In July 2023, the Los Angeles Times unveiled “De Los,” described as a new “community-driven brand and platform” expressly for Latino audiences across metropolitan Los Angeles and the country. At De Los, a team of Latino journalists and digital creators share their storytelling through journalism, commentary, graphics and comics, and social share-worthy videos.
Three months in, E&P asked De Los’ Editorial Director Fidel Martinez and Design Director Martina Ibañez-Baldor about the mission and hopes for De Los.
Q: Heading into De Los’ debut, what did you know already about the (potential) audience?
Ibañez-Baldor: At the time, about 1.5 years ago, we knew that there were 2.8 million English-dominant Millennial and Gen Z Latinos in Los Angeles. And 52% of all Angelenos under 30 were Latino. We also learned from focus groups that there was a desire to see this community lifted and to have these stories told with authenticity by Latinos from these communities.
Martinez: We also didn’t launch De Los blindly. In 2020, the team behind De Los launched a news product called “The Latinx Files,” a weekly newsletter focused on covering this long-underserved community. It was a valuable case study in learning how to tell stories for Latinos, not just about them. Many of the insights gleaned from this project — which is still ongoing — were then scaled up for De Los. These included the underlying belief that we needed to establish a two-way street of communication with our audience.
Q: When De Los launched, you asked the community to share story ideas, leads and feedback. What was the response?
Ibañez-Baldor: Our email has been flooded with responses! We have been overwhelmed by the response — from story tips, pitches and feedback. In our how to get involved page, we linked to a survey asking readers what they most wanted to see in De Los. One of the top responses was “things to do,” and accordingly, we have created a weekly “De Los Weekend guide.”
We also use Instagram stories to source community stories. In a story we published about “What former first-gen students wish they knew about college,” we crowdsourced tips and advice from our followers through an Instagram stories questionnaire.
Q: The journalism is intentionally in front of the paywall and freely accessible. What factored into that decision, and is it a long-term strategy or a temporary one to build buzz/audience?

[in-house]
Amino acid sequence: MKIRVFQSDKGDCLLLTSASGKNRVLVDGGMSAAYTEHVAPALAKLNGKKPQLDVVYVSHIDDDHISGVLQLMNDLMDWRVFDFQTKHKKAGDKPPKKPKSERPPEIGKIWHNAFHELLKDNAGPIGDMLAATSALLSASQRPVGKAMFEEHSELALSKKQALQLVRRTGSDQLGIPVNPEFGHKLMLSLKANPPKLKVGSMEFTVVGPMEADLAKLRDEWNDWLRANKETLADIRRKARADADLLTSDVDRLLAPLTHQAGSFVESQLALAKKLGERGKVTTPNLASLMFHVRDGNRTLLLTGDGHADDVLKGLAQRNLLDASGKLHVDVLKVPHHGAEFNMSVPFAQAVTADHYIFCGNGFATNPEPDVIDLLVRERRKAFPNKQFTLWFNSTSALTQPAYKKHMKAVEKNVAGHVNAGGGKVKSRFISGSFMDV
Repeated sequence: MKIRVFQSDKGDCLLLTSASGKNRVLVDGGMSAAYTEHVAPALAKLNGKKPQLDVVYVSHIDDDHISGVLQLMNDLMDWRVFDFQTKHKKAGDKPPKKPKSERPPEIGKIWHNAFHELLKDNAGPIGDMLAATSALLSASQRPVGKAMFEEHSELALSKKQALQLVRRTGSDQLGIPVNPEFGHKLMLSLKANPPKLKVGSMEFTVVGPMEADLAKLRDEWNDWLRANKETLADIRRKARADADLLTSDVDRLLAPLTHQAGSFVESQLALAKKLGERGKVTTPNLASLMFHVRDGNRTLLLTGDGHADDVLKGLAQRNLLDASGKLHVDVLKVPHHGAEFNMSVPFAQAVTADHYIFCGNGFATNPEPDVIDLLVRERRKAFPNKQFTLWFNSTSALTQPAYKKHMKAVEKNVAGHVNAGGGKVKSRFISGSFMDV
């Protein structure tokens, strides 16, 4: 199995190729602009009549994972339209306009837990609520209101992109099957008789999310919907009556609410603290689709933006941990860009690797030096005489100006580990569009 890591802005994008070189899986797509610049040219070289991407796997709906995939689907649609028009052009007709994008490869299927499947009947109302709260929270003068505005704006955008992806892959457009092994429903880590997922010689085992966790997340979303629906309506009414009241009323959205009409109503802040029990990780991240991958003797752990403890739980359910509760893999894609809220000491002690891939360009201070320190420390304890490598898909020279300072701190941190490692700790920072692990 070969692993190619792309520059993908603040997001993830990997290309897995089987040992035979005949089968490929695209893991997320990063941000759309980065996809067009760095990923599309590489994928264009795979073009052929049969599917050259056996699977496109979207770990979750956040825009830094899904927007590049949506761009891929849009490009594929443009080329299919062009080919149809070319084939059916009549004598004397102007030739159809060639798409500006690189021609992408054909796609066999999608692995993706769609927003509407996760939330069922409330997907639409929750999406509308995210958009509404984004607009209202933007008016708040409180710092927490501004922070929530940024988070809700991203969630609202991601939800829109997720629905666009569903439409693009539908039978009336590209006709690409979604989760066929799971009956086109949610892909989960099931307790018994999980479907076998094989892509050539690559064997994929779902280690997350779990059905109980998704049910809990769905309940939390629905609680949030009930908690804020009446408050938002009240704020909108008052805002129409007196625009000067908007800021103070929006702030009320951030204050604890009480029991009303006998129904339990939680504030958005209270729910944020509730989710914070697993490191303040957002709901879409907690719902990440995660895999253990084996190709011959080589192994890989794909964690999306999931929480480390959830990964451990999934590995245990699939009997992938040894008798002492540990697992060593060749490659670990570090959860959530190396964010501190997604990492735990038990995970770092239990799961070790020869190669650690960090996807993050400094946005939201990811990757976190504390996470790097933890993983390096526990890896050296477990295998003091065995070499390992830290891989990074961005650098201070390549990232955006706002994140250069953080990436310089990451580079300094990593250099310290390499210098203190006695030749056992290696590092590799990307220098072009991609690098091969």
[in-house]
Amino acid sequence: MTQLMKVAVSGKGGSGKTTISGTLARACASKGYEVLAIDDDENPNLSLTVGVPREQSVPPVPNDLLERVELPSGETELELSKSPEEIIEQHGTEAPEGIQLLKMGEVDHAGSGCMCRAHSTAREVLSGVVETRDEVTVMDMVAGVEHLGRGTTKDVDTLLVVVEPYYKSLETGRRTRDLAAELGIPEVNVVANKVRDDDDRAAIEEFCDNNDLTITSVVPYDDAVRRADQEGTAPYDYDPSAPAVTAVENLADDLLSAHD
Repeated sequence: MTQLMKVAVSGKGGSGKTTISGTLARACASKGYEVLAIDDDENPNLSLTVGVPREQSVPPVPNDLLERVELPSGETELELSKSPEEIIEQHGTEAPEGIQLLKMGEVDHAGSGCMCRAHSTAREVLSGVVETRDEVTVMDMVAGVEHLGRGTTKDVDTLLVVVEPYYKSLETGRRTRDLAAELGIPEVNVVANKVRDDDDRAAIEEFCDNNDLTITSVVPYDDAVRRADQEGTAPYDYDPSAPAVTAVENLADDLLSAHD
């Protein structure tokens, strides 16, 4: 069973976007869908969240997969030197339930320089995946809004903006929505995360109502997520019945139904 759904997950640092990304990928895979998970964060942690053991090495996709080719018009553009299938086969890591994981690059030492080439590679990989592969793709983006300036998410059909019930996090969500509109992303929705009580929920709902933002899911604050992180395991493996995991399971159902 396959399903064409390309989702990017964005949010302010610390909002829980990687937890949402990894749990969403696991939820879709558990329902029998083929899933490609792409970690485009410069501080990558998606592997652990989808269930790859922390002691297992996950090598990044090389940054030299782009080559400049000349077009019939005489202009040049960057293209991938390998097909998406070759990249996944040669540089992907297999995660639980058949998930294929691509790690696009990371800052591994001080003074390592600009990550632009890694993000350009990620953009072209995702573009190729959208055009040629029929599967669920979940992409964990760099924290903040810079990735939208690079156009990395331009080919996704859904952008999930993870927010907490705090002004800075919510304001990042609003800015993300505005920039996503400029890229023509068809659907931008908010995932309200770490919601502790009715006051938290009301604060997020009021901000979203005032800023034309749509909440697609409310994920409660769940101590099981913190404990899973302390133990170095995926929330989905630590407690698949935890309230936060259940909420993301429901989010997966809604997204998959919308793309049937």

Ibañez-Baldor: The L.A. Times has historically ignored and often vilified Latino communities in L.A. and flamed the fires of racial tensions — take the Zoot-Suit Riots, for example. This has rightfully led to distrust between the Times and Latino readers. We knew we could not build a product for this community and ask them to pay for it right off the bat.
Martinez: Right, to what Martina said, we knew we weren’t launching in a vacuum, that the paper had a less than stellar past with the audience we are hoping to serve. As such, it didn’t seem right for us to build something for them and then expect them to pay us.
As per the longer-term plan, it’s unclear. Our primary goal is to establish trust first.
Q: How are you measuring engagement? What stories have inspired a lot of commentary or conversation?
Martinez: We are fortunate to have a highly engaged audience on our social media platforms. One of the benefits of this is that you get instant feedback when our stories go live. Seeing the reactions and dialogues that some of our stories have elicited has been heartening. Among these are pieces about Latina women over the age of 35 navigating fertility and IVF treatments and a thoughtful essay on the evolving and diminishing role the Spanish language has on defining Latino identity.
These conversations tend to confirm my theory that Latinidad — the vague, many-tentacled idea that ties more than 60 million people in this country together — is in flux and undergoing redefinition. The engagement we've received feels like seeing the new contours of identity taking shape in real-time.
Q: What’s your hope for De Los over the next year?
Martinez: The De Los team takes pride in being experimental. We consider ourselves to be platform agnostic because we believe that the old “Field of Dreams” mantra of “if you build it, they will come” no longer applies to journalism. Our target audience is younger than any other racial or ethnic group in this country, and as a result, they’re exceptionally digitally savvy. They over-index in usage for platforms like TikTok and Instagram. As such, we’re devoting efforts and resources to meet them where they are.
Right now, the next big milestone is our Dia de Muertos coverage. It began in 2021 as a digital altar — an online tool where our readers could leave ofrendas or offerings to loved ones who have passed — and has since expanded to include audio, video and a live event component.
More long term, it’s my personal hope that we expand to docuseries and podcast production to reach our audiences wherever they might be. That also includes geographical coverage areas beyond Los Angeles and Southern California. After all, Latinos are being underserved here and across the country. Sooner or later, someone's going to get to these audiences. I hope that it is us.
Gretchen A. Peck is a contributing editor to Editor & Publisher. She’s reported for E&P since 2010 and welcomes comments at firstname.lastname@example.org.
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